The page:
The eastern screech owl has a population of 680,000 in the United States and Canada. They have done an excellent job adapting to life near human development, but their numbers are declining due to deforestation. These owls are only active at night, spending their days nestling in hollows in tree trunks. Oddly enough, their calls sound less like screams and more like neighing horses. Eastern Screech Owls choose a mate and stay together for life!

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elf owl

elf owl
Elf owls are the smallest owls in the world.

©Agami Photo Agency/Shutterstock.com website

The Elf Owl is the smallest owl in the world, weighing only 1.5 ounces! This owl is about the size of a sparrow. Widely distributed, mainly in the southwestern United States and Mexico. It prefers desert areas with bushes and trees and can often roost in old woodpecker holes inside trees or cacti. Elf owls' favorite foods are insects such as crickets, scorpions, centipedes, and moths. Elf owls number 40,000 individuals, and habitat loss in desert regions such as California and Arizona has made the species a threatened species.

Iron Gnome Owl

Iron Gnome Owl
Iron Pygmy Owls hunt during the day and you can see them nibbling on lizards, amphibians and reptiles.

© Jan Stria/Shutterstock.com

This owl lives in tropical, dry forests that range from southern Texas to Arizona. Fewer than 1,000 iron pygmy owls remain due to habitat loss; their land is being converted to urban housing by humans. Iron Pygmy Owls hunt during the day and you can see them nibbling on lizards, amphibians and reptiles. These little owls are only six inches tall and are brown with white stripes and light brown spots. They make the stereotypical hoot-hoot call that owls are famous for.

flame owl

flame owl
Fire owls nest in tree hollows and can give birth to up to four young at a time.

©iStock.com/Devonyu

There are 11,000 flamingos left in the western forests of the United States and Canada. Their numbers are steadily declining due to habitat loss and the use of pesticides. Fire owls are one of the few that prefer insects to mammals, so pesticide use can significantly affect their survival. Rarely taller than 6 inches tall, this little owl has a whopping 14-inch wingspan! Because of these large wings, they can fly very fast. Fire owls nest in tree hollows and can give birth to up to four kittens at a time!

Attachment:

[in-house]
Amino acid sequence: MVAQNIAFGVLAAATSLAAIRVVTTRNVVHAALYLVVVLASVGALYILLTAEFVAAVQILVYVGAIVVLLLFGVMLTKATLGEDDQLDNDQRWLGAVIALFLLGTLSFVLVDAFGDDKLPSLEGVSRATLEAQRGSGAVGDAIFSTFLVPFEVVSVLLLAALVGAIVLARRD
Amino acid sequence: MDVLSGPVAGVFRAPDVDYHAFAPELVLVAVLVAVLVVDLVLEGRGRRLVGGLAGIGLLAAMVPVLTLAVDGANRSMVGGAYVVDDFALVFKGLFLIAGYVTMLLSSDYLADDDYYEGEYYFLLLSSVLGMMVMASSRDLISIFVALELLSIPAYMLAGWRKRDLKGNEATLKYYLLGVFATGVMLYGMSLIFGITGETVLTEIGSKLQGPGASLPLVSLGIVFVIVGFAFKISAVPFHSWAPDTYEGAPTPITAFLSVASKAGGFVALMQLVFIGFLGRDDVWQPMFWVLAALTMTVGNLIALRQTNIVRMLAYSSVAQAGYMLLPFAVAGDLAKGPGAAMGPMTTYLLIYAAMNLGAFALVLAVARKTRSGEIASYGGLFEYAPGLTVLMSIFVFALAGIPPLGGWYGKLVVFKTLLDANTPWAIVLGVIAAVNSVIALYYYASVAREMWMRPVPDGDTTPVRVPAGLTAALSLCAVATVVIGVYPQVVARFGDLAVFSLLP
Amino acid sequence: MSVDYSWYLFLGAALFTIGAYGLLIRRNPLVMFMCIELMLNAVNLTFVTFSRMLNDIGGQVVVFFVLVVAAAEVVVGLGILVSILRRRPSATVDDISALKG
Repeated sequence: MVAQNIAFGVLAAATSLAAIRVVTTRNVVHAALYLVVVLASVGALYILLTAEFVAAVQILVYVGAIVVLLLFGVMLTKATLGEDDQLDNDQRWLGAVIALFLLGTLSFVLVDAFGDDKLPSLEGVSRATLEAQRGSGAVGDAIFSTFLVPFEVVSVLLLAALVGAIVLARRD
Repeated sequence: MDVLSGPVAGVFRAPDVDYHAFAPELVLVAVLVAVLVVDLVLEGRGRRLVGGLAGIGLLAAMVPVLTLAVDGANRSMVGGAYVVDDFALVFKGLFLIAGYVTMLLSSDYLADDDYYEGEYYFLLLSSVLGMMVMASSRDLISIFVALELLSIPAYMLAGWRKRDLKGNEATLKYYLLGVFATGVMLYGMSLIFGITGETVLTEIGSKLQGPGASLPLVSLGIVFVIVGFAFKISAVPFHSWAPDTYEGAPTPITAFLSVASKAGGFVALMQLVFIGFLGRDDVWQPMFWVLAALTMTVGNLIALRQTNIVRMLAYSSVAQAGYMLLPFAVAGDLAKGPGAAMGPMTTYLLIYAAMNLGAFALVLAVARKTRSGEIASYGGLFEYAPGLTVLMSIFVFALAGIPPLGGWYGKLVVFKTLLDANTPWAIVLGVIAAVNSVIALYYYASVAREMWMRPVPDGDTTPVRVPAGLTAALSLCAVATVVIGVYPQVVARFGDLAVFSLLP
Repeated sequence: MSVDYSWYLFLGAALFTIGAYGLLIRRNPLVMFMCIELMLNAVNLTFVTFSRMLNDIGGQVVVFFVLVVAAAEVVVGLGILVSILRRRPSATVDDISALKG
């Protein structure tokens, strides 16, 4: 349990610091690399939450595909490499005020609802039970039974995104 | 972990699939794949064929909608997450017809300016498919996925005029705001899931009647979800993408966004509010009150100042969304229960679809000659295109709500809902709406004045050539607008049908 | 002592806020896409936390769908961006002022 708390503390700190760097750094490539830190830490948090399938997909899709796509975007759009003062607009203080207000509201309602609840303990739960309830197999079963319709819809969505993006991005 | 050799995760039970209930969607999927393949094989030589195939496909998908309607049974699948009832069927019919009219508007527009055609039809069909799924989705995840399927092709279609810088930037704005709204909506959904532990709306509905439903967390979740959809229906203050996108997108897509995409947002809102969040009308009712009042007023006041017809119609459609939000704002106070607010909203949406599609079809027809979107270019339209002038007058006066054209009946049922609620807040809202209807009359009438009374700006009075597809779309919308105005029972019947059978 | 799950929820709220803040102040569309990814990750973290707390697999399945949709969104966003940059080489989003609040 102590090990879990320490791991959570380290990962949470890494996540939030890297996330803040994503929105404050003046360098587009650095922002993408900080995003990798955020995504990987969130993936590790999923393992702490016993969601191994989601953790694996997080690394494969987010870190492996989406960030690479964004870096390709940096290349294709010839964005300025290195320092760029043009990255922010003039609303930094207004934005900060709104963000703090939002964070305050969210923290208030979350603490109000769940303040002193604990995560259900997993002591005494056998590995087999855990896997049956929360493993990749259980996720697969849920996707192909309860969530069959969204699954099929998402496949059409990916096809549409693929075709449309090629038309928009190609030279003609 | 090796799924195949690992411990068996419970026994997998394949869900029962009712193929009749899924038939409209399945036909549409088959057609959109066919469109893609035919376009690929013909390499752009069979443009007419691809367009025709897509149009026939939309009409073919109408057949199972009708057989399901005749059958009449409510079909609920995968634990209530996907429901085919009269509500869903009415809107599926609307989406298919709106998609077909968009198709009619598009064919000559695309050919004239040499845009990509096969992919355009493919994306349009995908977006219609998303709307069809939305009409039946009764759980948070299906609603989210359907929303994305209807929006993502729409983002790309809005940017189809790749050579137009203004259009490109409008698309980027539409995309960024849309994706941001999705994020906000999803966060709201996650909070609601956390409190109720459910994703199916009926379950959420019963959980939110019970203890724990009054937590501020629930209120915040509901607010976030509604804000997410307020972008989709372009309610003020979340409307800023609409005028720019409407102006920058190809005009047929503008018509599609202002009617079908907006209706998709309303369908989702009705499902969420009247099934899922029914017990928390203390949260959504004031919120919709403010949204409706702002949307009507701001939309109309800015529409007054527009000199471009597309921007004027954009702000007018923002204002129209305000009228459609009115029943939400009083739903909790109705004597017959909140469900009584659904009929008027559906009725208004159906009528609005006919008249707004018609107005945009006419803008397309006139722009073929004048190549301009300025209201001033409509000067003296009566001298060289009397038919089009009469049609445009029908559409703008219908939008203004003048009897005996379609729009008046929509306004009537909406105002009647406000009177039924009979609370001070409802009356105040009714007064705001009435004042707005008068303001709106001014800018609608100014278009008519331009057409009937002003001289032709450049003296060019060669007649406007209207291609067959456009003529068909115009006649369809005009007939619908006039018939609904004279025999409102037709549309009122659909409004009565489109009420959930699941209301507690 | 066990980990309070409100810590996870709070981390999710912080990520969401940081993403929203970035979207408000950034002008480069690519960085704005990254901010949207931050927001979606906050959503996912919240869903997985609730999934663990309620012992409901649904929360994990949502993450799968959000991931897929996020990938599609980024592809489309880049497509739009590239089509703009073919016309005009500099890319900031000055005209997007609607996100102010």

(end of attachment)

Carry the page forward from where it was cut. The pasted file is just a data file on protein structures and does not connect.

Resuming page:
great gray owl

Silver Animal - Great Gray Owl
Great gray owls like to hunt while sitting still on tree stumps or branches just a few feet off the ground.

©Erik Mandre/Shutterstock.com

Great gray owls also live in boreal forests. The boreal forest refers to the vast area extending from the mid-latitudes of North America to Eurasia. Due to deforestation, there are only 95,000 great gray owls left in the United States and Canada. Great gray owls like to hunt while sitting still on tree stumps or branches just a few feet off the ground. They listen and watch patiently with their excellent eyesight, then swoop down to snatch their prey. The giant gray owl, with a wingspan of over five feet, is truly awesome!

great horned owl

why owls hoot at night
Great horned owls are threatened by pesticide poisoning and illegal hunting.

© Imran Ashraf/Shutterstock.com

The Great Horned Owl population is 3,900,000 and is slowly declining. These owls have adapted to many environments, but prefer to hunt in forests next to open fields. Their survival is threatened by pesticide poisoning and illegal hunting. Great horned owls are fierce hunters and have been known to hunt osprey, peregrine falcons, and even other owls.

long eared owl

long eared owl
Long-eared owls are also known as tiger owls because of their unusual pattern of brown and white stripes.